Pinned Post: Looking at My Stats and Revisiting My #RPG #Copyright Posts

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The quarantine has me doing a bit of blogging lately, which means I’m also looking at my stats. With respect to my posts regarding copyright and RPGs:

The posts are broken into two separate issues. Part 1 and part 2 are about the copyrightability of RPG stat blocks, and part 3 (not relevant here) is about the OGL. As to the first issue, to date, part 1 represents ~30% of text by page count and has 17,037 hits (edit 10/20/2020: 17,667 hits), whereas part 2 (70%) has only 704 hits (edit 10/20/2020: 802 hits). Moreover, part 1 spends much of its text on going over basic copyright principles that don’t represent the actual argument. It’s clear by the stats and the basis of the criticism itself (often peppered with personal insults) that the vast majority of (non-lawyer) criticism I’ve received is from people that have read only 30% (at most) of that argument. I know it’s long, convoluted, and at times poorly written (mostly because it targets two very different audiences); and you’re under no obligation to read it (or even care about it). However, it’s all connected, and if you’re going to criticize it, you should probably understand it first.

Or not. Free speech and all that.


  • Part 3 has only 703 hits (edit 10/20/2020: 849 hits), which is surprising. I thought it would be the most read post.
  • Part 3.5 provides necessary clarification and correction to Part 3.
  • Part 4 answers frequently ask questions and addresses frequently raised issues.
  • Over on a lawyers-only subreddit, the attorneys seemed to want to discuss only my side note on patentability of the Shadow of the Demon Lord initiative system. I guess it’s great that they all agree that my argument is trivially correct, but Rob Schwalb has seriously hijacked my glory. I let him have it when I saw him last February.
  • Stat blocks can be found for the
    • Monster Manual are here.
    • Volo’s Guide to Monsters are here.
    • Mordenkainen’s Tome of Foes are here.
    • Dragon Heist are here.
    • Dungeon of the Mad Mage are here.
    • Guildmasters’ Guide to Ravnica are here.
    • Ghosts of Saltmarsh are here.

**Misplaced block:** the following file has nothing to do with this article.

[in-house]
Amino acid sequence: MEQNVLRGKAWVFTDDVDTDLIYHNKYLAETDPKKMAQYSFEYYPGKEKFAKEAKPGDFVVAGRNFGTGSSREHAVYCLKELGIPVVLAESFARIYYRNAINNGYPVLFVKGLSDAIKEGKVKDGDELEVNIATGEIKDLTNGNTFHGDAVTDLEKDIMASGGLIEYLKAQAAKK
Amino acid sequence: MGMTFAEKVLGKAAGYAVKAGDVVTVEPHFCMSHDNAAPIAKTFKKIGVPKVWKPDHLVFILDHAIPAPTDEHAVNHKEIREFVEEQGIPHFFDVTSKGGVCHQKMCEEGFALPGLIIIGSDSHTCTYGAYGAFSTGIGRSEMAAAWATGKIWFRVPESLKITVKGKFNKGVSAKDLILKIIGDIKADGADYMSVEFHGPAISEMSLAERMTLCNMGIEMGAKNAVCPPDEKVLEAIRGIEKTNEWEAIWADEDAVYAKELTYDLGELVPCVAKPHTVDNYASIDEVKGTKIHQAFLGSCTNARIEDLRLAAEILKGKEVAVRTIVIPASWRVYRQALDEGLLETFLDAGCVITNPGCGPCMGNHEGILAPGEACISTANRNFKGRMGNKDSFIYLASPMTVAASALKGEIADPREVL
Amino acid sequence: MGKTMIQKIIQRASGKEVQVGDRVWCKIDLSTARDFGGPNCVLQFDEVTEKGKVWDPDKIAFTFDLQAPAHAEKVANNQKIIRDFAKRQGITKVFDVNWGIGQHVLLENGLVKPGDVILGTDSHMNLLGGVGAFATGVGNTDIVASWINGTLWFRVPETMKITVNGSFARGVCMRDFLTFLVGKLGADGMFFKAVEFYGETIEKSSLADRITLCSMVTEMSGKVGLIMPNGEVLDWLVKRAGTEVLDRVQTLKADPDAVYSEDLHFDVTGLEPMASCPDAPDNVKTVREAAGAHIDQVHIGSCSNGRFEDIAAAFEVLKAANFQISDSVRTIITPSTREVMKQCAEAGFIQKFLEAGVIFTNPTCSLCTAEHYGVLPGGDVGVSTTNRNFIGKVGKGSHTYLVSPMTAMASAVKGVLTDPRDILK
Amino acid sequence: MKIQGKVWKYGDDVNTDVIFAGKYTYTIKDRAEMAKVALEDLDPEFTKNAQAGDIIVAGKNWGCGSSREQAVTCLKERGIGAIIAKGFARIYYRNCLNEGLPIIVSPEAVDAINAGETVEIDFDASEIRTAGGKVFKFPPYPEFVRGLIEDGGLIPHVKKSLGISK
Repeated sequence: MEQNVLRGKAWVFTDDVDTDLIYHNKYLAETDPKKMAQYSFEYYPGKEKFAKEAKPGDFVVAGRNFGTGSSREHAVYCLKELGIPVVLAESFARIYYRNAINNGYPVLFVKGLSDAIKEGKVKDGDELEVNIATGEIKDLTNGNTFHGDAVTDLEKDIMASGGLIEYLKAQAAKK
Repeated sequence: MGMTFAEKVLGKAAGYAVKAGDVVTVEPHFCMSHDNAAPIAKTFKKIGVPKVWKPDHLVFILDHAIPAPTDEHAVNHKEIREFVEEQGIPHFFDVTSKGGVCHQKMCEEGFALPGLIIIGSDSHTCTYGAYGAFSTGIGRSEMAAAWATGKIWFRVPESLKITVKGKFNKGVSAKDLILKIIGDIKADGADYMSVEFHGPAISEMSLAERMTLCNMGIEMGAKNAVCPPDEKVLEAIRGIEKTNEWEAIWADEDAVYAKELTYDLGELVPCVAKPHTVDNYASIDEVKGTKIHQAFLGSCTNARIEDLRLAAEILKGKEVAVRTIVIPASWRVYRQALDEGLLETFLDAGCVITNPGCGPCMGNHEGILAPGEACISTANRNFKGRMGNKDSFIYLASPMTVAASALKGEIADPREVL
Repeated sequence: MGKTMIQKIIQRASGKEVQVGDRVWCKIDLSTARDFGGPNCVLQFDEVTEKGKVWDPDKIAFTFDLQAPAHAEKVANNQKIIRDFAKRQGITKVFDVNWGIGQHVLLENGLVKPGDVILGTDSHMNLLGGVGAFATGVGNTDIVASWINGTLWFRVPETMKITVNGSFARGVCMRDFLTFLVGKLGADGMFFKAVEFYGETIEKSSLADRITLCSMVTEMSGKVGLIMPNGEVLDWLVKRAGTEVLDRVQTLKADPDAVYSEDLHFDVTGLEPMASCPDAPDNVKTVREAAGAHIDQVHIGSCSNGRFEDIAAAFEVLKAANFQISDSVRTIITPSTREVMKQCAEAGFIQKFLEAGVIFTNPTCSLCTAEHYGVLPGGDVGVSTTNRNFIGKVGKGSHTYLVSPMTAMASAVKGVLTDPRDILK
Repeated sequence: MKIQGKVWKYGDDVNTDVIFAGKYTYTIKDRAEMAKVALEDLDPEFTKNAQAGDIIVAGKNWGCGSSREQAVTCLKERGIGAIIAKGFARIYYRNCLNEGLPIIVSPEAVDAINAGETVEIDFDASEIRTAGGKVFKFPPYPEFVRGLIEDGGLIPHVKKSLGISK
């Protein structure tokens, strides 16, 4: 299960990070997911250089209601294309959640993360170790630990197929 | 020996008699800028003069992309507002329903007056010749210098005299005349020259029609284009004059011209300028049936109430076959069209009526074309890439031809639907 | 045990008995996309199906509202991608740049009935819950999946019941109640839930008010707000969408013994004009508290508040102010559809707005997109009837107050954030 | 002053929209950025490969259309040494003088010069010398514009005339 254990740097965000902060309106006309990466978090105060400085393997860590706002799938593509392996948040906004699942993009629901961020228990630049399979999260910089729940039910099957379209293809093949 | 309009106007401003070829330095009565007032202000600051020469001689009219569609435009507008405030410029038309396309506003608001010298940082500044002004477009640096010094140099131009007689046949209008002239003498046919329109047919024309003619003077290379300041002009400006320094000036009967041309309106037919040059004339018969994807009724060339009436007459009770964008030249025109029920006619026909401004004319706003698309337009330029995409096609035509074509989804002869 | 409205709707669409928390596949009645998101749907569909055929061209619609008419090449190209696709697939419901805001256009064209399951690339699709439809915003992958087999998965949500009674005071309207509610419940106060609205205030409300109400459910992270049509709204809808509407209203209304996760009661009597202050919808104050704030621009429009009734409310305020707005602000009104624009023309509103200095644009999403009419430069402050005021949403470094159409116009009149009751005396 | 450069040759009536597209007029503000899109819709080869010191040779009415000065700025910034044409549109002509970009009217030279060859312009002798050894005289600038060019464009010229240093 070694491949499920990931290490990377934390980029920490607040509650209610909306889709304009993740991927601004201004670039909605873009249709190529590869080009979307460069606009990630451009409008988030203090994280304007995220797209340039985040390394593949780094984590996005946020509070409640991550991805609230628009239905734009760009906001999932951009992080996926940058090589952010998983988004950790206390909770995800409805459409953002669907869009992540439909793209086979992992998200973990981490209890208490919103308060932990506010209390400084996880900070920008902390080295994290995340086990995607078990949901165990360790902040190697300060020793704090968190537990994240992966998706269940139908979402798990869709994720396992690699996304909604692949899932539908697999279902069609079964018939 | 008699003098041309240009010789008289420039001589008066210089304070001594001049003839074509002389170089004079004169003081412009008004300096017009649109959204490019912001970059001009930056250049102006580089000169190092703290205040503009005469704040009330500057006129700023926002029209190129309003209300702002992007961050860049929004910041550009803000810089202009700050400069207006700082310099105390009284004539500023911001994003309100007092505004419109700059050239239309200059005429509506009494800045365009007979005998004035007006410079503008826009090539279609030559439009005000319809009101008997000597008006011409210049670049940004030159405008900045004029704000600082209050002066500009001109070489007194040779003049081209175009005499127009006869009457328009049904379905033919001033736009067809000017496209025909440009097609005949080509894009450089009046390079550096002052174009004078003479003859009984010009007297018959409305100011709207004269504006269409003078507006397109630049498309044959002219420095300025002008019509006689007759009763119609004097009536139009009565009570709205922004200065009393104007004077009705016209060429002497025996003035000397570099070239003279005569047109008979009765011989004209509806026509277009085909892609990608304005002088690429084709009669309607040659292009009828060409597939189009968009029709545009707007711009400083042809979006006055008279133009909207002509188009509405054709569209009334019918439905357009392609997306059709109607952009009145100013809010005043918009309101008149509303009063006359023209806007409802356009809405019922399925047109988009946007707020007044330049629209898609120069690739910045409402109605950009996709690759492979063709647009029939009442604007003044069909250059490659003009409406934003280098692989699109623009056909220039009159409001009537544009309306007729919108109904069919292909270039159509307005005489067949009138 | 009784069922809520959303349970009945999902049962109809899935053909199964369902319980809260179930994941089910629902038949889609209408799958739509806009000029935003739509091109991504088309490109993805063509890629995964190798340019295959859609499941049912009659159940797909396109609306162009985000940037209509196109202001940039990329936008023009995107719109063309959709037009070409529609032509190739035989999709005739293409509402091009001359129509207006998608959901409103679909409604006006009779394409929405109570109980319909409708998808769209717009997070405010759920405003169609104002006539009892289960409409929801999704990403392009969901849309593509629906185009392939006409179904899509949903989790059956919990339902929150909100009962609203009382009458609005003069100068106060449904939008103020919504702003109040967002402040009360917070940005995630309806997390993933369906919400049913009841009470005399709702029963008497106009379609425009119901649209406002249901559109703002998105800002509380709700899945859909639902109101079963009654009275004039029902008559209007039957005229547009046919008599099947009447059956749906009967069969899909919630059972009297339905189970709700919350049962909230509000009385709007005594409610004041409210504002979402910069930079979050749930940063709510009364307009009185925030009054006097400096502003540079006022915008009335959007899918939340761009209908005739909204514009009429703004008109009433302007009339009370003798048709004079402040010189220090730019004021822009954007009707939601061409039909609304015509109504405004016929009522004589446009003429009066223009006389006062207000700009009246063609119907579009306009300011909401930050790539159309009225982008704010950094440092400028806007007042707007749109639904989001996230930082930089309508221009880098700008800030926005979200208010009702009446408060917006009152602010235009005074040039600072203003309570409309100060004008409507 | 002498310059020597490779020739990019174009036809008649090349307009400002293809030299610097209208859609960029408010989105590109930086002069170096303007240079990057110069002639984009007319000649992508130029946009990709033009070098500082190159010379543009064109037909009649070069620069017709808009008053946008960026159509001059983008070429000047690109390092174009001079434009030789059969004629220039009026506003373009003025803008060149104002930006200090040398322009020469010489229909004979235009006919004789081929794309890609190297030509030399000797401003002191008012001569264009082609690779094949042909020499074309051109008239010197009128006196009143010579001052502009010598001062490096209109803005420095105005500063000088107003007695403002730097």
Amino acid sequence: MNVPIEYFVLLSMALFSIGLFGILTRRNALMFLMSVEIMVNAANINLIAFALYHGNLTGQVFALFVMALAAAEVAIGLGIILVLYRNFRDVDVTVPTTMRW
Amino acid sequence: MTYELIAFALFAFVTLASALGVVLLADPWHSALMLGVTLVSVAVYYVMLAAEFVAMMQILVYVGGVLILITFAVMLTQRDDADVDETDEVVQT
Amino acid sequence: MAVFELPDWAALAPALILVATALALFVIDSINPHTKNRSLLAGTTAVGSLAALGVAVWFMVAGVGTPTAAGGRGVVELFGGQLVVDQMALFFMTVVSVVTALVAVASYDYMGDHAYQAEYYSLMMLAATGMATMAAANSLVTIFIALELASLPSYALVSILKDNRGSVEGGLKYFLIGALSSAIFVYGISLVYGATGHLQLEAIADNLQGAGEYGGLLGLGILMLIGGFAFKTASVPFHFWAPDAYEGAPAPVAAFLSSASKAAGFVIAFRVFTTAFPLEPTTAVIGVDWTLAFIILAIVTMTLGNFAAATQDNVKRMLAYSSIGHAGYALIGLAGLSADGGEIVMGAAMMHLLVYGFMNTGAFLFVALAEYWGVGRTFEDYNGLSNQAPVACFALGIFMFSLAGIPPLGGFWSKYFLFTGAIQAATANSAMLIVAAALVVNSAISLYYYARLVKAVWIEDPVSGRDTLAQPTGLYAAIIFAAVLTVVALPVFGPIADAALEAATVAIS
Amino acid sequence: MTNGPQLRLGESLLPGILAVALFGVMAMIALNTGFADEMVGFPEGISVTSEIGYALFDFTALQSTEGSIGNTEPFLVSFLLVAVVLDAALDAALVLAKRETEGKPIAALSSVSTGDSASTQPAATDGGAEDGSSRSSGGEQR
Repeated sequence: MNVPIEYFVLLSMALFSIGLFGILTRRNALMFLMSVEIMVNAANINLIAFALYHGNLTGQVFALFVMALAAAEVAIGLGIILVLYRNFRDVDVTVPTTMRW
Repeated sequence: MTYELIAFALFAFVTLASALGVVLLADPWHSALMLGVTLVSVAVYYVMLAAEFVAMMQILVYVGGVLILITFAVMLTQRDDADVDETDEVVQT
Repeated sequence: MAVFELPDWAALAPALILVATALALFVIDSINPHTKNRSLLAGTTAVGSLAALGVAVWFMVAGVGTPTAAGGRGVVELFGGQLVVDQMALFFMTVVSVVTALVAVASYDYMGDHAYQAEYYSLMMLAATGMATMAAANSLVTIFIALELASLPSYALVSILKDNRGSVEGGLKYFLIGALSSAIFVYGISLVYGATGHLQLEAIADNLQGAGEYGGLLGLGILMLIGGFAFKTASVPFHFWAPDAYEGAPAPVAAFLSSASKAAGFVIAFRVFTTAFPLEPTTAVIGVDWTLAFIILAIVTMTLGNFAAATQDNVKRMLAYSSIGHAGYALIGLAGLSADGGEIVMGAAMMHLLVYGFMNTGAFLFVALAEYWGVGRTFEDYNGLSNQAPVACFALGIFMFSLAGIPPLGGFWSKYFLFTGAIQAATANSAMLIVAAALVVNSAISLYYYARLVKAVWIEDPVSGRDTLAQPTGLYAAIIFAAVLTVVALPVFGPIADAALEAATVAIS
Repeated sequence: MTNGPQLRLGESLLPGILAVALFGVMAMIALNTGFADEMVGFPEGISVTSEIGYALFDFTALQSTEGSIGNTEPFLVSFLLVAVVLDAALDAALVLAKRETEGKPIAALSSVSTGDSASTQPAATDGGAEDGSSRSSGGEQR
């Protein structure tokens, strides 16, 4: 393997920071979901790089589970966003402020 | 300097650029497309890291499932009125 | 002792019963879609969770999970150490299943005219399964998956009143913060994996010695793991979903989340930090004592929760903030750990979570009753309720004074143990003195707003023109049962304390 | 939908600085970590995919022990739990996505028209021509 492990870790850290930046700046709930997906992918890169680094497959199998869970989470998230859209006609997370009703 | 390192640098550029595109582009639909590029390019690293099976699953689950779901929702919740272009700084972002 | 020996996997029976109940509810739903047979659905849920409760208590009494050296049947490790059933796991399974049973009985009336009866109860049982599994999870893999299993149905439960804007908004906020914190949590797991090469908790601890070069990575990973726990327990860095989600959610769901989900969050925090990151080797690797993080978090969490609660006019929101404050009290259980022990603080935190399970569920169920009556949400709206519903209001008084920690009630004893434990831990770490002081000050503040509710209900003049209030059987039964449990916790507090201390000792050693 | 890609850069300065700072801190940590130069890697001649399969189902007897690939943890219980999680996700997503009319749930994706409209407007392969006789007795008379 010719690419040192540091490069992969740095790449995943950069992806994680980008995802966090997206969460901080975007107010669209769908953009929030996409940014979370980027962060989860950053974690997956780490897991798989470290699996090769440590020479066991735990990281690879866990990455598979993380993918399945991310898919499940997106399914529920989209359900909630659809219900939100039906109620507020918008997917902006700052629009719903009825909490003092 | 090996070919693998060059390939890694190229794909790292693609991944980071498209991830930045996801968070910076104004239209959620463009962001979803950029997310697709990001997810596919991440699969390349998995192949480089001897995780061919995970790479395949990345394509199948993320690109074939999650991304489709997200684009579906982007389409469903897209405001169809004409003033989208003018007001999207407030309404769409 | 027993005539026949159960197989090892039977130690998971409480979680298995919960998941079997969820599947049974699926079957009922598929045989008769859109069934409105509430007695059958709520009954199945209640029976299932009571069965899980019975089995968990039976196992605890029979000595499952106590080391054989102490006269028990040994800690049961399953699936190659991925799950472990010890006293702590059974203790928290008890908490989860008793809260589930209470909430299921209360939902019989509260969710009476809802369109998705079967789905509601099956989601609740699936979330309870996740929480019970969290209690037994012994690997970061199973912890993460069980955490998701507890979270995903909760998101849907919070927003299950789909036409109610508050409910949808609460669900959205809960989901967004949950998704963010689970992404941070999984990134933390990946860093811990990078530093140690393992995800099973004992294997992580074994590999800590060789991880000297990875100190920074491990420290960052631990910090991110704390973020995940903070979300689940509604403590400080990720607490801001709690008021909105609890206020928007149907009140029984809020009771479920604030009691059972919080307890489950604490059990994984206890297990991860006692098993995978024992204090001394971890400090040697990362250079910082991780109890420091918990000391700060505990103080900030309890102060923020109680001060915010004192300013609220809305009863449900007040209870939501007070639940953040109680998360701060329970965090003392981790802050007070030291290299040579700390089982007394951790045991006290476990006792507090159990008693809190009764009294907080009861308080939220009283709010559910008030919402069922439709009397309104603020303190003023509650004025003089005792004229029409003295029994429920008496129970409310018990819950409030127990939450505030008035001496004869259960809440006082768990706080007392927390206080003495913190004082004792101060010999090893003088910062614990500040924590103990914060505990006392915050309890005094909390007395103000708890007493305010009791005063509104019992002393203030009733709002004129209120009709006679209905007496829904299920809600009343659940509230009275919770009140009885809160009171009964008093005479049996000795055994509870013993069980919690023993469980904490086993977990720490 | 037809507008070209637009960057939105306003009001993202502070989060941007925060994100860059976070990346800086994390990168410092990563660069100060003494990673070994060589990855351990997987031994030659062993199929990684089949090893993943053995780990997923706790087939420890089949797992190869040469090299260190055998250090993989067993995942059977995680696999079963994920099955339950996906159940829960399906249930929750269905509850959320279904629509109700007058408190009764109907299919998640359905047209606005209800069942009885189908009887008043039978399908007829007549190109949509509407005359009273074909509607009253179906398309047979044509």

• Tomb of Annihilation are here.
    • Tales of the Yawning Portal are here.

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Dungeons & Dragons is a trademark of Wizards of the Coast, LLC, who neither contributed to nor endorsed the contents of this post. (Okay, jackasses?)

Christine McVie’s Songwriting Credits Ranked (by Me) #ChristineMcVie #music #FleetwoodMac #RIP @StevieNicks @LBuckingham @MickFleetwood

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The world lost a special songwriting talent when Christine McVie died on November 30, 2022. Below is a list of every songwriting credit I can find for her (co-writers, if any, are in parentheses). After the list, I provide my ten favorite songs of her. Some of my links are to their songs I first heard on their Live album.

Chicken Shack

Who came up with that name?

40 Blue Fingers, Freshly Packed and Ready to Serve (1968): When the Train Comes Back, You Ain’t No Good
O.K. Ken?: Get Like You Used to Be (Stan Webb), A Woman Is the Blues (Stan Webb)

Fleetwood Mac

Lindsey seems preoccupied.

Future Games (1971): Morning Rain, Show Me a Smile, What a Shame
Bare Trees (1972): Homeward Bound, Spare Me a Little of Your Love
Penguin (1973): Remember Me, Dissatisfied, Did You Ever Love Me
Mystery to Me (1973): Believe Me, Just Crazy Love, The Way I Feel, Why
Heroes Are Hard to Find (1974): Heroes Are Hard to Find, Come a Little Bit Closer, Bad Loser, Prove Your Love
Fleetwood Mac (1975): Warm Ways, Over My Head, Say You Love Me, World Turning (Buckingham), Sugar Daddy
Rumors (1977): Don’t Stop, Songbird, The Chain (per curiam, so to speak), You Make Loving Fun, Oh Daddy
Tusk (1979): Over & Over, Think About Me, Brown Eyes, Never Make Me Cry, Honey Hi, Never Forget
Live (1980): One More Night
Mirage (1982): Love in Store (Jim Recor), Only Over You, Hold Me, Wish You Were Here
Tango in the Night (1987): Everywhere, Mystified (Buckingham), Little Lies, Isn’t It Midnight (Eddy Quintela, Buckingham), You and I, Part II
Behind the Mask (1990): Skies the Limit (Eddy Quintela), Do You Know (Billy Burnette), Save Me (Eddy Quintela), Behind the Mask
Time (1995): Hollywood [Some Other Kind of Town] (Eddy Quintela), I Do (Eddy Quintela), Sooner or Later (Eddy Quintela), Nights in Estoril (Eddy Quintela), All Over Again (Eddy Quintela)

Solo Albums


Christine Perfect (1970): Let Me Go [Leave Me Alone], Wait and See, Close to Me (Richard Hayward), No Road is the Right Road, For You
Christine McVie (1984): Love Will Show Us How (Todd Sharp), The Challenge (Todd Sharp), So Excited (Todd Sharp, Billy Burnette), One in a Million (Todd Sharp), Ask Anybody (Steve Winwood), Got a Hold on Me (Todd Sharp), The Smile I Live For
In the Meantime (2004): Friend (Dan Perfect, George Hawkins, Robbie Patton), You Are, Bad Journey (Dan Perfect), Anything is Possible (Dan Perfect, George Hawkins), Calumny, So Sincere (Dan Perfect), Easy Come Easy Go (Eddy Quintela), Liar (Dan Perfect, George Hawkins), Sweet Revenge (Dan Perfect), Forgiveness (Dan Perfect), Givin’ It Back (George Hawkins, Billy Burnette)
Lindsey Buckingham Christine McVie (2017): Feel About You (Buckingham), Red Sun (Buckingham), Too Far Gone (Buckingham), Game of Pretend, Carnival Begin